Camille Aouinaït is from Switzerland.
Small and Medium-sized Enterprises (SMEs) are the economicdriver in agricultural sector. They count for 99% of the total agricultural firms operating in Europe. Trade liberalization has proved to increase economic growth and alleviate poverty in poor and low-income countries. Therefore, the trend goes towards opening boundaries between countries. Nevertheless, pressures exist on SMEs to lower prices, broaden the diversity of products and increase environmental and governmental regulations.
Bilateral agreements on agricultural products were signed between Switzerland and the European Union in the end of the 20th century. Hence, farmers have to adopt strategies to face trade liberalization. The mapping of innovation sources will help to understand the economic trends. Focus on specific points will be perform as the innovation adoption (e.g. involvement in a regional trademark, patent development) and the relevant alliances at national and international levels such as collaborations engaged with universities.
The impacts of the policy implementation will be explored through the lenses of structural changes such as employment and technology evolution.
Empirical data are used to perform a qualitative analysis (e.g. surveys tofarmers, retailers, professional associations of the supply chain, federal institute of agriculture).
Quantitative method is also used with econometrics forinvestigate the causal effects of concern.
A set of Swiss agricultural firms is identified with a focus on fruit producers. Regional influence is highlighted thanks to nine trademarks spreadin several cantons. It will allow the comparison whether farmers are involved or not in marketing strategies.
The combination of quantitative and qualitative studies will shape the research to seek the determinant factors of farmers’ decisions towards specific strategies. The structural changes occurring after the bilateral agreements between Switzerland and the European Union will help to understand the effect of a policy change.
Besides, the focus on international collaborations between public and private entities (e.g. universities and firms), the trademark impacts and the patenting evolution are useful to map the knowledge clusters.
Mira Alyakova is pursuing her PhD at the age of 29 years from UNWE and is a Sustainable Transitions Research Network Member. During her Doctoral degree she was in many workshops as a trainer for training in Transition Management, all in Europe, some in Dutch Research Institute for Future Transitions-“fathers” of Transition Management. She is a mentor of a one-year project of European Voluntary Service. She was part of the Bulgarian team of a research project funded by 7th Framework of EU-FarmPath-Pathways towards sustainable transitions in agriculture in Europe. Teaching “Development in rural areas” and Bulgarian language for foreigners.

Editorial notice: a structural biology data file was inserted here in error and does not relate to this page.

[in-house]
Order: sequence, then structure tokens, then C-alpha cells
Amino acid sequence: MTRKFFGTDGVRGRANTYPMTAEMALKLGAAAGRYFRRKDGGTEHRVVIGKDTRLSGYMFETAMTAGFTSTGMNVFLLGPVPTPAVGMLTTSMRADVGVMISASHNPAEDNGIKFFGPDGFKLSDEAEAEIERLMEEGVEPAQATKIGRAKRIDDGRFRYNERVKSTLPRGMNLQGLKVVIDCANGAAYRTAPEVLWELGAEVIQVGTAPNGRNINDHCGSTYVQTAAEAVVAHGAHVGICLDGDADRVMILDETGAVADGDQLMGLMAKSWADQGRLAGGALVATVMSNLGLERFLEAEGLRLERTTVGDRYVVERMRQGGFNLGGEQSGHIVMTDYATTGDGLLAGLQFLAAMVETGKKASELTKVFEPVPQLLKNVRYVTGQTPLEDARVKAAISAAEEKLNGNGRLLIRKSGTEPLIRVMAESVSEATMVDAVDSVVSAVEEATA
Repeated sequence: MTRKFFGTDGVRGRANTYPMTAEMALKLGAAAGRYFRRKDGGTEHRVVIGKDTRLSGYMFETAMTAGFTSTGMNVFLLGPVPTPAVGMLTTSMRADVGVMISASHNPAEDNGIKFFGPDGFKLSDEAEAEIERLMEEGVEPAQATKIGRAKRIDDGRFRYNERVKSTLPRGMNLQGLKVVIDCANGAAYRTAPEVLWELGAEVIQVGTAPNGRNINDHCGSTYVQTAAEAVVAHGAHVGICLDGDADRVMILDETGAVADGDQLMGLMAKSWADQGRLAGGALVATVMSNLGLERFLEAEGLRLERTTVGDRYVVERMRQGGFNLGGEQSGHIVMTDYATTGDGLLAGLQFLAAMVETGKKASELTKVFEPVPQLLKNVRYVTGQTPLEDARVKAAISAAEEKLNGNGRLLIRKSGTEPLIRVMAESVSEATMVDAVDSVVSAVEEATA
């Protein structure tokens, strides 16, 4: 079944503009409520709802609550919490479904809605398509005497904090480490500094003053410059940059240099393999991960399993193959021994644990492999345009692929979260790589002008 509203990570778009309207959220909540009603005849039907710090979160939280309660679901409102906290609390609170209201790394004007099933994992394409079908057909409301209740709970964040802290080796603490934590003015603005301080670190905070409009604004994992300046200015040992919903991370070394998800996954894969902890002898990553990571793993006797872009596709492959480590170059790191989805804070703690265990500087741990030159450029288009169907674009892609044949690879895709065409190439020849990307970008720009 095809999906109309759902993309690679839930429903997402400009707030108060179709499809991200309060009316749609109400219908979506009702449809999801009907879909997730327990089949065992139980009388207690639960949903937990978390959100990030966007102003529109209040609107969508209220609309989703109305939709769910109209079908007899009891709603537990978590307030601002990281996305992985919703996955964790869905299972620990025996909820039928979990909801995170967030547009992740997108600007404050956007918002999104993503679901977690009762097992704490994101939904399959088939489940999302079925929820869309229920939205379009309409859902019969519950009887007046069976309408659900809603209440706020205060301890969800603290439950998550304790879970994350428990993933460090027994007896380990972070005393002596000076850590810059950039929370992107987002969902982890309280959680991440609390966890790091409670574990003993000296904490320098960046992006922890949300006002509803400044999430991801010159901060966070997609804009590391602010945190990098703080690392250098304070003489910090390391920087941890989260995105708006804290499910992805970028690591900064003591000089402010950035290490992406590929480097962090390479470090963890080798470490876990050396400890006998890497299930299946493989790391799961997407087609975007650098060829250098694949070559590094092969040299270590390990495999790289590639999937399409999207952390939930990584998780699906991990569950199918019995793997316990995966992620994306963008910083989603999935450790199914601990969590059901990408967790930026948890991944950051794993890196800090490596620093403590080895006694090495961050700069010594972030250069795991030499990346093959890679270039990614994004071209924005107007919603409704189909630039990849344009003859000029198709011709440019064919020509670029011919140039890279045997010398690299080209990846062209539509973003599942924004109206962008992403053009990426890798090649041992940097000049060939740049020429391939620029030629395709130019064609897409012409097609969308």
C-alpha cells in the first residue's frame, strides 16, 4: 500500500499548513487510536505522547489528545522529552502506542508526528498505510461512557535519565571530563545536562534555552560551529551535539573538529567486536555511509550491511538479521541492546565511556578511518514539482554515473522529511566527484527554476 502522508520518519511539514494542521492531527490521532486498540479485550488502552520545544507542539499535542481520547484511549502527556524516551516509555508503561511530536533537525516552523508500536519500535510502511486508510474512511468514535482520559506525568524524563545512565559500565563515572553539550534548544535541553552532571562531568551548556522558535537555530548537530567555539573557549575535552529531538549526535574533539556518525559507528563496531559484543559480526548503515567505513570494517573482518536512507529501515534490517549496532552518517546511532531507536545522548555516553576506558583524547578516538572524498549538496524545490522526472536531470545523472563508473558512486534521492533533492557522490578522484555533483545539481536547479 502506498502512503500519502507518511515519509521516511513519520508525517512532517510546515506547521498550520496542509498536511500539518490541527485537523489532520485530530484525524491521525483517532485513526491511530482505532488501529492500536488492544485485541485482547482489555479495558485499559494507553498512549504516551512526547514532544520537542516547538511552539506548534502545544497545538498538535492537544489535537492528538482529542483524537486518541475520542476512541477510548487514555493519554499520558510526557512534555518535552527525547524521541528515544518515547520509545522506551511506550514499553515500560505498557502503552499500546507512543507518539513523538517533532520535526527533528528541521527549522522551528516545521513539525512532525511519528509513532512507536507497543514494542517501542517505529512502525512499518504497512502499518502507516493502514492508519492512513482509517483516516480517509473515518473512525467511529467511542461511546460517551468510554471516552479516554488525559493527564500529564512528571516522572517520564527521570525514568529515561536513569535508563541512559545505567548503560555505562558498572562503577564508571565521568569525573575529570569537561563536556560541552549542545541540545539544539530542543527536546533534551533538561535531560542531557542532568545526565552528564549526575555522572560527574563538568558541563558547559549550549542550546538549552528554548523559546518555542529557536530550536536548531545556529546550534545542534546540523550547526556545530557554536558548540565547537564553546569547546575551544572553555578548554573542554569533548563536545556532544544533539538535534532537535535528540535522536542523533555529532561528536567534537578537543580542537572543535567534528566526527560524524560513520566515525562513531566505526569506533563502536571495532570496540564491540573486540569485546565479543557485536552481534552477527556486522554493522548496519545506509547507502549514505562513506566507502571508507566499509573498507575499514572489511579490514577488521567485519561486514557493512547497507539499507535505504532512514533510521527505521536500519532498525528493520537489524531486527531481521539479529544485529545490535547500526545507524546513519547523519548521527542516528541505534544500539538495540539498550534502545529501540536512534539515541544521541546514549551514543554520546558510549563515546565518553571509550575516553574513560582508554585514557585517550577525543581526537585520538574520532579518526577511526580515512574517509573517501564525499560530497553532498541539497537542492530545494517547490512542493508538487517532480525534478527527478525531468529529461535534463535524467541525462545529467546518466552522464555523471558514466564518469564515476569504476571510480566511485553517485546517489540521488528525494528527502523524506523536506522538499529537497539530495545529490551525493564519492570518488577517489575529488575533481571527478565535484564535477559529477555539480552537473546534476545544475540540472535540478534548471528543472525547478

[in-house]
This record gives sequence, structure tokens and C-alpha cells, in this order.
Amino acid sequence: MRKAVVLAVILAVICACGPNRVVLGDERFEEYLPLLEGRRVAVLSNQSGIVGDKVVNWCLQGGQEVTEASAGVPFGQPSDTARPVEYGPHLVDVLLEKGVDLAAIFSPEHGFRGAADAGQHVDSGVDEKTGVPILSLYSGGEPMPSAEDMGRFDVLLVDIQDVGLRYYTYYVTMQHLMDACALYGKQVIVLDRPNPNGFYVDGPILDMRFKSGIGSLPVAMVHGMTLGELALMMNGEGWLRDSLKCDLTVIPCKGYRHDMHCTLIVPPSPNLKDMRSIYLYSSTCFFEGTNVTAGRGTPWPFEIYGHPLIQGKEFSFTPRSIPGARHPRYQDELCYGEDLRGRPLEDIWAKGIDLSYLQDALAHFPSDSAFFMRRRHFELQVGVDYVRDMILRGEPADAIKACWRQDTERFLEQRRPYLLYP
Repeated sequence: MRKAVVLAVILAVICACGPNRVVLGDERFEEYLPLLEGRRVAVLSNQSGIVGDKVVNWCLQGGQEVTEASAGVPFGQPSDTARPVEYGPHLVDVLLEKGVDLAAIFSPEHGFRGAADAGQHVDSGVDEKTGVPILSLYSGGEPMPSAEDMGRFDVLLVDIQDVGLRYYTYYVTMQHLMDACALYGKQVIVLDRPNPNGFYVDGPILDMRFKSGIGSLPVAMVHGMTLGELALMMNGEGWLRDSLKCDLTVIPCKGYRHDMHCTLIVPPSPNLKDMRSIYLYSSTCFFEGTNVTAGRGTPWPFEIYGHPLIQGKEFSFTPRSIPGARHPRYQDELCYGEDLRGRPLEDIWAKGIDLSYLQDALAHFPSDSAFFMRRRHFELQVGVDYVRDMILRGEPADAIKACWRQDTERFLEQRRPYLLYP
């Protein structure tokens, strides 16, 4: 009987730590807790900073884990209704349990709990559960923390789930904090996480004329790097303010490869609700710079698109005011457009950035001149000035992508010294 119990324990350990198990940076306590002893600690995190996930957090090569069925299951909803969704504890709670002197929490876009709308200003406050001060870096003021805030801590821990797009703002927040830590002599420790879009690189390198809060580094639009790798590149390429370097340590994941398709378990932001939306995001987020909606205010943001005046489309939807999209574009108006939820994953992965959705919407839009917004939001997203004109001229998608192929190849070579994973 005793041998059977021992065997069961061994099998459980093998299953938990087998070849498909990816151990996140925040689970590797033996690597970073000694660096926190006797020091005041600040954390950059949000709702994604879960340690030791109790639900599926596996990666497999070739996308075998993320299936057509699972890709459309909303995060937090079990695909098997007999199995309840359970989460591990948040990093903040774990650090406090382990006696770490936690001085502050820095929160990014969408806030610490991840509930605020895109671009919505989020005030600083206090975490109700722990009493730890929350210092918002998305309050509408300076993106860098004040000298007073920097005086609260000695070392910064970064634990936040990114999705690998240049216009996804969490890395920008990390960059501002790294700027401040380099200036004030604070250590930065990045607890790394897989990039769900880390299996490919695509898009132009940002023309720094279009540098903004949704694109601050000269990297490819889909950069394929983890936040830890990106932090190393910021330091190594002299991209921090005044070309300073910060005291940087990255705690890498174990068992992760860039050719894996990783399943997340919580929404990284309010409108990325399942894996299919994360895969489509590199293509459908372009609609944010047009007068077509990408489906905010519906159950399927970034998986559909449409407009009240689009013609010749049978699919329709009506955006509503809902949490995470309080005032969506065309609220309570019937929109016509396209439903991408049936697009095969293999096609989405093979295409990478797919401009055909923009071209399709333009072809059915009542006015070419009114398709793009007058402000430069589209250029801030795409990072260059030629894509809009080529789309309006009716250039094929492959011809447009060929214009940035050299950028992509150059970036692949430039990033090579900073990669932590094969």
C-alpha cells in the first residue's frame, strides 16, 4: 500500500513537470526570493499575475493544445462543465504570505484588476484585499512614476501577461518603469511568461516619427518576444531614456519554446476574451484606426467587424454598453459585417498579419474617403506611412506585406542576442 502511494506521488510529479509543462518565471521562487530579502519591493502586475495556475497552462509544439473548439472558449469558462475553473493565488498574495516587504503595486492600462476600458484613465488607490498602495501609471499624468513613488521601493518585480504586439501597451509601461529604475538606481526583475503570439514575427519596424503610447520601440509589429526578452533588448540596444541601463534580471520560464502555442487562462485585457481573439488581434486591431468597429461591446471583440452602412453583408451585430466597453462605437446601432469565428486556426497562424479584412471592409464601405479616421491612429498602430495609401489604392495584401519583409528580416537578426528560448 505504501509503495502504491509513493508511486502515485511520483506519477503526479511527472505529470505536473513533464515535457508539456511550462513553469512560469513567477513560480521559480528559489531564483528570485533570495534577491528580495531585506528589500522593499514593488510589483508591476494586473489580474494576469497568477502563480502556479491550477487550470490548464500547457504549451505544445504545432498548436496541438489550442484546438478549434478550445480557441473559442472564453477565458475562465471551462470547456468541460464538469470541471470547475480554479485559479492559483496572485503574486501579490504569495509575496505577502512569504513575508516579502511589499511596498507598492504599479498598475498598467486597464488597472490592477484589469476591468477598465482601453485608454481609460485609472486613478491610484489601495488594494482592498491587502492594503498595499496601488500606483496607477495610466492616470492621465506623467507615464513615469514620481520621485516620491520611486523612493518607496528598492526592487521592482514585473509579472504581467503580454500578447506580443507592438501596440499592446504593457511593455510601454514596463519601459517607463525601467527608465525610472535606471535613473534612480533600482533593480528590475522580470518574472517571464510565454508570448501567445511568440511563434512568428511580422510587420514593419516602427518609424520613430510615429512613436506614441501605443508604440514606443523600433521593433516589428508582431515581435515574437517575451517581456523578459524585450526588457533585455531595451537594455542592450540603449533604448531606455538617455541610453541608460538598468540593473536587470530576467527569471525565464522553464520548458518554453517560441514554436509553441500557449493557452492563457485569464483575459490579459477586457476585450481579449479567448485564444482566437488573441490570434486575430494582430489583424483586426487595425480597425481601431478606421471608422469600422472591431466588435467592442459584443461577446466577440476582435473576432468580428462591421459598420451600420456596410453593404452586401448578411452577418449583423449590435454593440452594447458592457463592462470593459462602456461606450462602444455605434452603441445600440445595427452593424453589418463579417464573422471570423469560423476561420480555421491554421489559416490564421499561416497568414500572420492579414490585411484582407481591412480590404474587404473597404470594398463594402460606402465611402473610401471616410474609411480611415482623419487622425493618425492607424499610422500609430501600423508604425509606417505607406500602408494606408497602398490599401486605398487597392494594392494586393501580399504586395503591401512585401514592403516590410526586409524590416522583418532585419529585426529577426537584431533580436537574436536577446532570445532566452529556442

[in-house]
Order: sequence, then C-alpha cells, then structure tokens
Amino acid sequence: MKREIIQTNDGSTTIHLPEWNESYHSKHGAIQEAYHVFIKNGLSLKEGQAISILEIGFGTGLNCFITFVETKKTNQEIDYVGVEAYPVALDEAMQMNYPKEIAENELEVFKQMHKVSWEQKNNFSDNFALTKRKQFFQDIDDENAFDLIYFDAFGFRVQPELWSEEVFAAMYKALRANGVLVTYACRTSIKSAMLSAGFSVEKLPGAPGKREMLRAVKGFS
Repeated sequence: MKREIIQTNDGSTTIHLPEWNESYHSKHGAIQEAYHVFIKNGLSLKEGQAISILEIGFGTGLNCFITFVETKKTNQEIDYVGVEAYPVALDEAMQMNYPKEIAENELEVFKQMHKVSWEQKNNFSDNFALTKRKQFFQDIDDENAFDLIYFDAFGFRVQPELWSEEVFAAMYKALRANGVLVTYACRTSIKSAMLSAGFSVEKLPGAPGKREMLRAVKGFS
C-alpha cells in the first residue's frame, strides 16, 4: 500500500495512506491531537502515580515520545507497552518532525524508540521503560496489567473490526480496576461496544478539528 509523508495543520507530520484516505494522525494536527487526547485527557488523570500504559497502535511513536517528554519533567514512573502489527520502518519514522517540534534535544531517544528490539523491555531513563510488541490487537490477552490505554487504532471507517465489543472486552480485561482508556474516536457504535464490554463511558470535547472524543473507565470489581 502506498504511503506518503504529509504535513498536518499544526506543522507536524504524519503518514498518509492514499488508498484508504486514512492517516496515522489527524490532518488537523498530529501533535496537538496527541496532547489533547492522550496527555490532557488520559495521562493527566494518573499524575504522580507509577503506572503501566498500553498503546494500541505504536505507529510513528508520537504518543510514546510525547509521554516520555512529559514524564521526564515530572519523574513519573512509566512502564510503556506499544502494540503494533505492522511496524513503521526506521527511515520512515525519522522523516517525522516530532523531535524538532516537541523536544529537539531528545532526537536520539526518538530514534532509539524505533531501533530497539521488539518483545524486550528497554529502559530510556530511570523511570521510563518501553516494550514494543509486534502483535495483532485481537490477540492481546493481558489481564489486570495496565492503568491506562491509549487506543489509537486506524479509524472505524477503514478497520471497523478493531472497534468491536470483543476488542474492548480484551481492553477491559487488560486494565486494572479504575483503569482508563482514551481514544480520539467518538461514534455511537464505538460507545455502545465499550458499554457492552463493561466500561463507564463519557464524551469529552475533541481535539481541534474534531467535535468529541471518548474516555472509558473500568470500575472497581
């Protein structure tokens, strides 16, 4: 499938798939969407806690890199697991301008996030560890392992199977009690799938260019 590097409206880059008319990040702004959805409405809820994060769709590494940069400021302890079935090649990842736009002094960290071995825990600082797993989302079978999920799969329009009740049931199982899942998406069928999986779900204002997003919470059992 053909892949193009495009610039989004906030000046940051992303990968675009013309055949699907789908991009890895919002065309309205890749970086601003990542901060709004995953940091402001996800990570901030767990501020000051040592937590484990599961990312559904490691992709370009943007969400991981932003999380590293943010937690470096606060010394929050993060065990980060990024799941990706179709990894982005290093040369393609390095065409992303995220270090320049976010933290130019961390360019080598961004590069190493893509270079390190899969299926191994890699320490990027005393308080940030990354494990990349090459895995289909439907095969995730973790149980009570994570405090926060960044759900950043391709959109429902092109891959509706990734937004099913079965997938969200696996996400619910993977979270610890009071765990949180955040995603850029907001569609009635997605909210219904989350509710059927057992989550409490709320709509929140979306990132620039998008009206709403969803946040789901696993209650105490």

Our society faces a lot of unstable situations like climate change, pollution, demographic, health, educational and economic crisis, wars at once. In the beginning of 21st century, a group of scientists describes these actual themes like problems of one unsustainable society and construct a new model of thinking for these emergent problems–Transition Theory (2000). Now, transition theory is applied in many different fields across Europe and the World, Dutch governance applying transition management since 2001. The authors (Frank Geels, Jan Rotmants, Derk Loorbach, Niki Frantzeskaki) describe transition like fundamental change of the social system in culture, structure and practice and the co-evolution of this three elements. Researchers said that for one transition is needed 25-50 years (one generation). Pretty good examples of such transition is “from carriage to automobile”, “from telegraph to smartphones “,” from intensive to bio farming;” from conventional electricity to green electricity”. Transition theory has three main perspectives–Multi level perspectives, Multi phase concept and Multi pattern concept. Second part of transition theory is Transition Management. This article should give a brief description of what Transition Thinking is and which methodology better suits it. For applying Transition theory for a base of a research, better approach is participatory active research, semi structured interviews, in-depth analysis of the stakeholders, focus groups and developing a scenario. At the end author will provide some examples of transitions towards sustainability in rural areas; case studies from Bulgaria (3 to 5 or 5 to 7 examples).